If you cannot build in authentic learning experiences and partnerships through your curriculum, consider using key partnerships after school or through other extended learning opportunities you provide to your students. Both Washington Leadership Academy and Brooklyn Laboratory High School bring in partners after school, connecting students with multiple organizations, businesses and institutions, expanding both students learning experiences and social networks.

3. Provide students with early access to the professional world.

Schools can “pull back the curtain” on the professional world by offering students opportunities to have contact with professionals and move seamlessly from the classroom to the workplace. Students will see that the skills they are learning in school are actually used in the professional world.

Internships are one way to achieve this, especially when they are customized to reflect students’ interest, immerse them in actual work settings, and connect them with people who can help them explore careers. This is especially valuable for students who are first in their families to go to college and may lack meaningful connections to the professional world.

Several of the future XQ Super Schools will offer internships, apprenticeships, and certification programs. Students will perform real tasks at their internships, preferably working on projects of their own design, where a real-life workplace mentor is guiding their learning and exploration.

4. Create opportunities for students to experience higher education early and often.

Partnerships with higher education institutions help students learn beyond the conventional curriculum. Many of the future XQ Super Schools will have partnerships that will enable students to enroll in a class at a nearby campus, online or take college courses offered on-site at their school; giving them unprecedented access to college level course in math, science, humanities, and foreign languages that the high schools could never hope to offer.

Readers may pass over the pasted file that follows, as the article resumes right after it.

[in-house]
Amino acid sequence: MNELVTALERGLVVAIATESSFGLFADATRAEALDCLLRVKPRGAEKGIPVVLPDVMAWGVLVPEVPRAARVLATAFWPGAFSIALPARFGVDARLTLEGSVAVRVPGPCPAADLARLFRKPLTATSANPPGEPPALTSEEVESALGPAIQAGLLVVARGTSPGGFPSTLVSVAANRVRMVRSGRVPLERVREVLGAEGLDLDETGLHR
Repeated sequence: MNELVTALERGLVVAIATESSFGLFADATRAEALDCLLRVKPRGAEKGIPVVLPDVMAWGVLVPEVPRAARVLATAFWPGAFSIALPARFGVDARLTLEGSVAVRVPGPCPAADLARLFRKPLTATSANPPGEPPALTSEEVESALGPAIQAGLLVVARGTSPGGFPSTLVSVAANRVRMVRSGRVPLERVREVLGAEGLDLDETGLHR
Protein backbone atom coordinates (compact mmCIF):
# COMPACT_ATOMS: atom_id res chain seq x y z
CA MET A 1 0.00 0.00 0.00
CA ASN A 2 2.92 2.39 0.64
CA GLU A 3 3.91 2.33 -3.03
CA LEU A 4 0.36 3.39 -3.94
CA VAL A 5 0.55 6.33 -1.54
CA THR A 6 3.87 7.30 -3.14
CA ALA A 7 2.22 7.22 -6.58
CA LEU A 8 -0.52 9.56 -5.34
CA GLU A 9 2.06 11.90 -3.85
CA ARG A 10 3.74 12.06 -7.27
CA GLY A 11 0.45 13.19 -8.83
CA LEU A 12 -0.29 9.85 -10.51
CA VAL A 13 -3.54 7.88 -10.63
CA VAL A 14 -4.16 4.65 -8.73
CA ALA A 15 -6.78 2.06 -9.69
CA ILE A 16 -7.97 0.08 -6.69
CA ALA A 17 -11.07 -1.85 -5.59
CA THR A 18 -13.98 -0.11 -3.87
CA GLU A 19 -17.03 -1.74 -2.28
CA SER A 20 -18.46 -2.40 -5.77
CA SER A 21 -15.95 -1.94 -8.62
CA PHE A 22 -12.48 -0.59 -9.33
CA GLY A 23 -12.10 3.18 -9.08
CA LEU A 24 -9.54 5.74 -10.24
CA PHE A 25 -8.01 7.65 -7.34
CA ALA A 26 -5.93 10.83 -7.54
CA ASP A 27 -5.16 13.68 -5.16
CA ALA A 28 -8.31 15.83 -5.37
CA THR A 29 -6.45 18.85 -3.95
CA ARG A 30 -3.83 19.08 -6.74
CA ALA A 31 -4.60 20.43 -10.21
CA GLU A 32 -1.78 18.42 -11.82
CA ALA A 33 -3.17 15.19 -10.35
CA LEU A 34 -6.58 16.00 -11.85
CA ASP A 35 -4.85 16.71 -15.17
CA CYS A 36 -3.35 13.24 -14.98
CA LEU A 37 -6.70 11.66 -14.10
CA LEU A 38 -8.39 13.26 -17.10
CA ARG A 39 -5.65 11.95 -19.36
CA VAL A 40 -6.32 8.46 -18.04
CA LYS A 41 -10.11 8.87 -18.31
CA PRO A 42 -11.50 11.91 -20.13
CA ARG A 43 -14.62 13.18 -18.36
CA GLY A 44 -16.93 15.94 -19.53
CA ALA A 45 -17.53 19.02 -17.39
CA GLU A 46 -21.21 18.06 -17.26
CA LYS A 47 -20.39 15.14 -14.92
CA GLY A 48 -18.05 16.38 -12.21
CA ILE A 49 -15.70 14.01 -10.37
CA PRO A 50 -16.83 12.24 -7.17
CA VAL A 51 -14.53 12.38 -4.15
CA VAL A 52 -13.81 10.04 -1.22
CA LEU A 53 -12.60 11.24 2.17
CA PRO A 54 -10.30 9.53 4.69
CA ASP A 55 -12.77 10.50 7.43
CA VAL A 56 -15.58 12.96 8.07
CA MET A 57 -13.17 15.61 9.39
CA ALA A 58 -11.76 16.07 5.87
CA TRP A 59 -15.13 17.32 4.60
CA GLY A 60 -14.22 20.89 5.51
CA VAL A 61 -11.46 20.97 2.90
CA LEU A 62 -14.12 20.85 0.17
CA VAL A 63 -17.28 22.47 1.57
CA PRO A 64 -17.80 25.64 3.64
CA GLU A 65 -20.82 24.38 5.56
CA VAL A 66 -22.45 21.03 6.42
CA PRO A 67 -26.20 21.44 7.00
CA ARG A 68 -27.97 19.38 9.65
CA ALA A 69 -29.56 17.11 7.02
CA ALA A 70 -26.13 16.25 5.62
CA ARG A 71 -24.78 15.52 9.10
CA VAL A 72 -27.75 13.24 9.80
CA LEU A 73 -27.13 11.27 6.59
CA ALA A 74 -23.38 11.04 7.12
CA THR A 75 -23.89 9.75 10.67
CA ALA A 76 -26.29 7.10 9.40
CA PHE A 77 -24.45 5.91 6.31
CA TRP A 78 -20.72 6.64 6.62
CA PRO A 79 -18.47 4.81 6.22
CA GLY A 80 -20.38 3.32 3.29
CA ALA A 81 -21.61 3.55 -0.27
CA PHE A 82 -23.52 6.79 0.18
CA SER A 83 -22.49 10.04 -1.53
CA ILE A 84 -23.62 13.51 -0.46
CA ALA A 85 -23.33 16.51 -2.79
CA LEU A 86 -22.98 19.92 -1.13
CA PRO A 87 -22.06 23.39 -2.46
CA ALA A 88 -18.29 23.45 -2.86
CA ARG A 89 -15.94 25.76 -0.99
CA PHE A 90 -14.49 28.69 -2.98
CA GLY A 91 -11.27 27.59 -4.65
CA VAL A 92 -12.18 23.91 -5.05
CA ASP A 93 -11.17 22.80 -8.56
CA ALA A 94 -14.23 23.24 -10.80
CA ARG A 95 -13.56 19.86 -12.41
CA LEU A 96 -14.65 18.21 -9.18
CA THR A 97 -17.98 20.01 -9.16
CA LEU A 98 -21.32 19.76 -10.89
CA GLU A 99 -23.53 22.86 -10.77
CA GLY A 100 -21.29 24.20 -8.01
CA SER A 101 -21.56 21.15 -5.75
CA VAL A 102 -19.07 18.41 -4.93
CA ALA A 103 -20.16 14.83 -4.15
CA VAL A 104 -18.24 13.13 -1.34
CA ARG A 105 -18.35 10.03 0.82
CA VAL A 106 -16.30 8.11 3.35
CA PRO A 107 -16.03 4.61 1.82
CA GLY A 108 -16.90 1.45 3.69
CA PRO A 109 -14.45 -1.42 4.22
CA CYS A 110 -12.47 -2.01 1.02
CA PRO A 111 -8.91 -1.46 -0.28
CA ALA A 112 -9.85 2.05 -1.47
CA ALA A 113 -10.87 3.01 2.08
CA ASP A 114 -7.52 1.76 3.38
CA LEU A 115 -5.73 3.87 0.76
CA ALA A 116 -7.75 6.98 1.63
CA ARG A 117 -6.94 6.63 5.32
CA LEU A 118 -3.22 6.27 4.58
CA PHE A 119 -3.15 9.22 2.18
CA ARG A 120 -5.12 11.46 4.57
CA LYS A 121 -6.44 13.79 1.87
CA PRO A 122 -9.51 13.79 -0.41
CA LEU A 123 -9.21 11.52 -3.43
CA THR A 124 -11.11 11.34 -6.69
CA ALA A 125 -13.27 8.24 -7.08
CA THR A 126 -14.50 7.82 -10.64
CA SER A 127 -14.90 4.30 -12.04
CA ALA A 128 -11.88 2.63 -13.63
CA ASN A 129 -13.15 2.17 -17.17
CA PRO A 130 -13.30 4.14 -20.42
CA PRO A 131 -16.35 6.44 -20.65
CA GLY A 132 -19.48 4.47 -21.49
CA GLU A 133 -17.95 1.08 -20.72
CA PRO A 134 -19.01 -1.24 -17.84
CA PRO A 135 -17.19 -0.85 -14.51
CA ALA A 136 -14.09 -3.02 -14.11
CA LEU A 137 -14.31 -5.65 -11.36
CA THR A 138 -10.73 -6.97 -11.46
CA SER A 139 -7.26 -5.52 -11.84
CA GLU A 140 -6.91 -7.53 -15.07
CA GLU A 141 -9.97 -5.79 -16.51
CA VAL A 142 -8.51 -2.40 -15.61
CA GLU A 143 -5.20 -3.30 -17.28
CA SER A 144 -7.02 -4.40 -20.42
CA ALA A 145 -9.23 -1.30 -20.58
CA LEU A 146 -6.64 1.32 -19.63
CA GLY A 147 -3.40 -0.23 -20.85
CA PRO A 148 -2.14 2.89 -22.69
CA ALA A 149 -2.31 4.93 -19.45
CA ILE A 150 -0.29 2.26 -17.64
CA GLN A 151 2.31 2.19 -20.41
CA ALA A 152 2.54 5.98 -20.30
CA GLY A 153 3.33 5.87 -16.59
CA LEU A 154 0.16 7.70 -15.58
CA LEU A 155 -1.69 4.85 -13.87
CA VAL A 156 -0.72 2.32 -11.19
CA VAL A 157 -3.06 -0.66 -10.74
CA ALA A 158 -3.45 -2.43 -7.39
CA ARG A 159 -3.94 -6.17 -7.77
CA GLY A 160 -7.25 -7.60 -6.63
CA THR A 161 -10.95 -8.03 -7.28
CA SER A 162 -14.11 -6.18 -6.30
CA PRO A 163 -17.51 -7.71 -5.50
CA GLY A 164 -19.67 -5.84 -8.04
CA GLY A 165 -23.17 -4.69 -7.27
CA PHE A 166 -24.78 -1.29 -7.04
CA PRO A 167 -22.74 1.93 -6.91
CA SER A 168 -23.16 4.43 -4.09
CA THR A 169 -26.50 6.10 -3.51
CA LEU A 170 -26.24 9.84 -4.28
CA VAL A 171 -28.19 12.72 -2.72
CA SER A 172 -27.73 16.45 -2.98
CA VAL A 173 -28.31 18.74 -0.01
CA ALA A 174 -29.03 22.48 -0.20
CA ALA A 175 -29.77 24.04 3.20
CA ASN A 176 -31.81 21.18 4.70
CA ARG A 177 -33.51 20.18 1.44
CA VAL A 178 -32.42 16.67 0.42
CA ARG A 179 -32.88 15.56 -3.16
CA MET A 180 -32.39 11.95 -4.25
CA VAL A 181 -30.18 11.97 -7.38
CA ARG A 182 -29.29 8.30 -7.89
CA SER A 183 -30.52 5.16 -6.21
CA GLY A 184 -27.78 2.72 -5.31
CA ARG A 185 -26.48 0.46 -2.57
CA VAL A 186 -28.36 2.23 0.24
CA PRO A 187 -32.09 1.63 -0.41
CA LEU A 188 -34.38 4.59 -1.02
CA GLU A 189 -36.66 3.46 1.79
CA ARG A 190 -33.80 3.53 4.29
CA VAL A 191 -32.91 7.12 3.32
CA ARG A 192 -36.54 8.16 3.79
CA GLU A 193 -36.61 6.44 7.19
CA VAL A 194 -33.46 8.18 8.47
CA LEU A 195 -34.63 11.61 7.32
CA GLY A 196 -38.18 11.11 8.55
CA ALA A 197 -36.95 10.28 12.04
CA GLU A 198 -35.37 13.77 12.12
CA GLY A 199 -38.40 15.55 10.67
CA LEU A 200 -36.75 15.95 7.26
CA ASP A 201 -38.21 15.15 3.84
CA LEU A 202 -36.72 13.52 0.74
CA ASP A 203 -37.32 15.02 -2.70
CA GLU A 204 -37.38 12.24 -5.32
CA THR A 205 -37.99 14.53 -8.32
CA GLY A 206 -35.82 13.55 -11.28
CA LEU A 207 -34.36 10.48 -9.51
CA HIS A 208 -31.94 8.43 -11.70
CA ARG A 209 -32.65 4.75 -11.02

Purdue Polytechnic High School was created in partnership with Purdue University. Its mission is to equip students, particularly underrepresented minorities, into a position where they are well-equipped to access high-demand and high-tech STEM (Science, Technology, Engineering, and Math) careers. The high school curriculum will mirror the Purdue Polytechnic Institute on Purdue’s West Lafayette campus and serve as a pipeline to the college. Purdue will also provide programs that help students’ transition from high school to college and college-level courses. Purdue faculty will be invested in the student experience throughout the educational continuum — teaching in the classroom, providing professional development to certify high school teachers to teach dual credit courses and supporting students as they reach college.

Through higher education partners, Furr Institute for Innovative Thinking (FIIT) in Houston has processes, programs and personnel in place to ensure students will receive information and support for preparing for, attending and succeeding in college. In addition, FIIT students will earn dual credit from Houston Community College.


In examples like these, students experience the entire community as their classroom. That’s because the teachers, leaders and community partners embrace the idea that foundational learning works best when paired with experiential learning. They recognize that schools can support workforce development, civic engagement and community revitalization.

A strategy for powerful partnership is just one of the six XQ Design Principles that drawn from the innovative work of teachers and school leaders from across the country. As these educators continue their efforts to rethink high school, their students will graduate with an expanded set of Learner Outcomes that prepare them for an ever-dynamic, increasingly-complex world.